During the week, the beach serves as a military training area. On the weekends, over 50 campsites open up for campers. You won’t be alone.
Amenities: snack stands, BBQ grills, restrooms, showers, a souvenir shop, picnic tables and a playground for the kids.
Campsite fee: from $27 per campsite per night.
Located in the East of the island, this incredible park features some of the most unique sights you will ever see. Experience a rocky, volcanic coastline with black sand beach, lush green fields home to some of the island’s oldest trekking trails: the Ke Ala Loa O Maui and the Piilani Trail. Make sure that you also explore the freshwater caves in the area.
Campervans are allowed in this park with a valid campervan permit. If you want to sleep in a tent instead, you need a permit titled “Undesignated Campground”. For a cabin, reservations must be made at least three days prior to the check-in date.
Amenities: restrooms, drinking water and a shower.
Campsite fee: from $12 per campsite per night.
Want to feel like you’re visiting the moon? Who wouldn’t! Just like you’d feel on the moon (I know what I’m talking about – I obviously visited the moon before…), you will find beauty and solitude in Haleakala Backcountry.
There are two campsites in this park (H?lua and Palik?), and the space is available on a first-come-first-served basis. You can access them from the Halemau`u and Sliding Sands Trails – a strenuous journey. The maximum campers can stay in this park is two nights at any one campsite and three nights in the Wilderness Area.
Campers must obtain a camping permit at the Headquarters Visitor Center (opened from 8 AM to 3 PM).
Amenities: The two campsites have pit toilets and water (non-potable, though) available nearby.
Campsite fee: Camping is free.
Are you a sunshine seeker? If so, don’t miss on the untouched Kipahulu Campground. Spread-out, camp in peace and rise with the sun for the best morning views. To get there, you will pass the legendary Hana Highway that boasts incredible scenery and deep history of Natives.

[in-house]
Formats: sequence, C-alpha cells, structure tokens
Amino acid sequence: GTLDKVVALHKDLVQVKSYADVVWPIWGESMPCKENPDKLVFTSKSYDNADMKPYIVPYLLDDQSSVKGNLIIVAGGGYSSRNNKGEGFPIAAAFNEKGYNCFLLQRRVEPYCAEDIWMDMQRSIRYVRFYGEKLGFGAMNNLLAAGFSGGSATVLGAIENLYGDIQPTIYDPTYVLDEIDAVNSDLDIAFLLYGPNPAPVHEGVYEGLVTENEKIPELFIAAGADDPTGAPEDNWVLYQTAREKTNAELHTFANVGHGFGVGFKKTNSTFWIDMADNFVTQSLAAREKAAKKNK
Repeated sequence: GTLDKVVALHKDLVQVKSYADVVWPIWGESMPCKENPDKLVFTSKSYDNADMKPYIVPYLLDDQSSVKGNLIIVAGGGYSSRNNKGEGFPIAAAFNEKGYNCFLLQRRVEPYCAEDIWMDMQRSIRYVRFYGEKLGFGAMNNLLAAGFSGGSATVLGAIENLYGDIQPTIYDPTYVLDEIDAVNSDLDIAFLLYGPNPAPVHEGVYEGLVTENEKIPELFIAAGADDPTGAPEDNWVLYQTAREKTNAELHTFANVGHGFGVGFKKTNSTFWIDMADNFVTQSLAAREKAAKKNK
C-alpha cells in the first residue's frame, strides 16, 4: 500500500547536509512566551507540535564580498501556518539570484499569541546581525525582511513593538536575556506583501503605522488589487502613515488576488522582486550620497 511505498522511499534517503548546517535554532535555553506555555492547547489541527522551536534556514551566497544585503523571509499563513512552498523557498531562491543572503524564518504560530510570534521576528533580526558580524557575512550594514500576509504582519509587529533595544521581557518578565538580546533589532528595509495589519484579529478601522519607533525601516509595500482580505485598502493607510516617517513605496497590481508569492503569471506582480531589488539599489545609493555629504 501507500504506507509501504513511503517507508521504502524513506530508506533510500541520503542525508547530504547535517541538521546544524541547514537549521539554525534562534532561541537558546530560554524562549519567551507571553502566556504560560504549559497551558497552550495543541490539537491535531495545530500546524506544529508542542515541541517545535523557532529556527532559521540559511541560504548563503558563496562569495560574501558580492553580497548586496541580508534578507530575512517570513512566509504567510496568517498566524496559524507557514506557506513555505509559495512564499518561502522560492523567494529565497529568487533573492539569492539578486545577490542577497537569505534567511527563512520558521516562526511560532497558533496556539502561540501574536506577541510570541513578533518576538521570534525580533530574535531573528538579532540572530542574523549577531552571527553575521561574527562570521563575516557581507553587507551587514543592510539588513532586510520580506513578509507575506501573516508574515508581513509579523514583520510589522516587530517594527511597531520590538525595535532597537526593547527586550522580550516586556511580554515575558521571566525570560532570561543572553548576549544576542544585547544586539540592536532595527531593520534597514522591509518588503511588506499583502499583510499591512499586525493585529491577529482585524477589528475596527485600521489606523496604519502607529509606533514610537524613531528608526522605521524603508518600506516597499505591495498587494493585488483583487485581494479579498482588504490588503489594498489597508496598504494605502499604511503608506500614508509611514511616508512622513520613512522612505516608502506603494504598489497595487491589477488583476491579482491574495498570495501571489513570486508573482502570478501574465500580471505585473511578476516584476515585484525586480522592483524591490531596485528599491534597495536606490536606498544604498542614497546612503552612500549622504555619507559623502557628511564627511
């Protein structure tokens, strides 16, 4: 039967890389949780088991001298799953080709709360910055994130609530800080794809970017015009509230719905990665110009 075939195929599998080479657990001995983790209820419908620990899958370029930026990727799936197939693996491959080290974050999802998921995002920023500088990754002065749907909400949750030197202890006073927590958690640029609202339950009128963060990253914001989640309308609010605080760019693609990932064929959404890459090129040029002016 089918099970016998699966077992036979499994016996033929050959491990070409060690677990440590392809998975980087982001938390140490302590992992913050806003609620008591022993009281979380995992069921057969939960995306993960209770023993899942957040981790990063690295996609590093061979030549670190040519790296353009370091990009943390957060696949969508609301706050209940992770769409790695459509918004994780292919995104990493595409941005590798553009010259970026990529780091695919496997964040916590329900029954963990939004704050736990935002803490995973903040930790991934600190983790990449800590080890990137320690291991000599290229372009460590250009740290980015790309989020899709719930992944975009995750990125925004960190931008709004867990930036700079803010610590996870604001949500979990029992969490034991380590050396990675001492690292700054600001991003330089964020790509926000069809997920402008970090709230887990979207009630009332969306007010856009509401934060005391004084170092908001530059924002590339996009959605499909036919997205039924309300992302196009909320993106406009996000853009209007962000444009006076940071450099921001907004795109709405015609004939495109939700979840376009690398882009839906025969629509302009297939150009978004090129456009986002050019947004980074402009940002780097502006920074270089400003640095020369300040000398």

Make sure you come prepared with water, food and your tent as this campground is extremely remote. You may stay for a maximum of 3 nights per month in Kipahulu Campground. Note that it is not for the faint at heart – be prepared for heavy rain, strong sun and mosquitoes.
Amenities: pit toilets.
Campsite fee: Permits to this park are not required, but you will need to pay the $20 park entry fee.
Looking for a secluded campsite away from the crowds? Polihale State Park may just be your best pick then. Enjoy the unique views of Napali coast from your tent. Often overlooked for more accessible beaches, this remote and slightly more difficult to reach campsite is perfect if you want an experience into the Hawaiian wilderness.
Access the pristine white sand beach and large sand dunes via an unpaved and sandy five miles road. A 4WD is required to cross this stretch. You must check with your rental company first to make sure they allow you to drive the vehicle on this road – it could be an exclusion in your rental contract, in which case you would be liable in the event of a damage/accident.
Amenities: restrooms and outdoor showers.
Campsite fee: from $12 per campsite per night.
If you want to access some top spot for snorkelling, Salt Pond Beach Park is where you want to camp. Comfortable campsite, it provides showers, tables and restrooms. A very safe area to swim with natural reefs, this campsite is particularly ideal for families with kids. Make sure that you also explore the nearby Waimea Canyon State Park during your time here, or if you want to take it easy, take a bath in the warm ocean or just picnic by the beach.
Explore the underwater, spot some whales from the shore in winter and take in the amazing sunsets.
Amenities: restrooms and showers.
Campsite fee: $25 per campsite night (+$3 permit).
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One of the best campgrounds in the area, it is one of the most popular spots for beach camping in Hawaii. Located in a residential area, locals love to join. Here, you can swim, dive, snorkel in the calm and clear water.
If you are sick of eating campfire beans, there are many delicious restaurants located in the nearby village of Anahola.
Amenities: restrooms and outdoor showers
Campsite fee: from $18 per campsite per night.
With 9 campsites in total in Waimanu Valley, this area has something for everyone and unparalleled views in the area. The literal definition of “Wai Manu” is “bird water” or “river of birds”, so get ready to spot unique wilderness around.
Through black sand beach, opened valleys and majestic waterfalls, the campsite awaits at the completion of the 7.6 miles challenging Muliwai Trail where you’ll experience some of the best views on the island from up to 1,200 feet.
Less crowded than other areas, reap the rewards of this challenging trek as you plant your tent in the far-away little pocket of pure tranquillity and beauty the Waimanu Valley is.
Campsite fee: from $12 to $20 per campsite per night.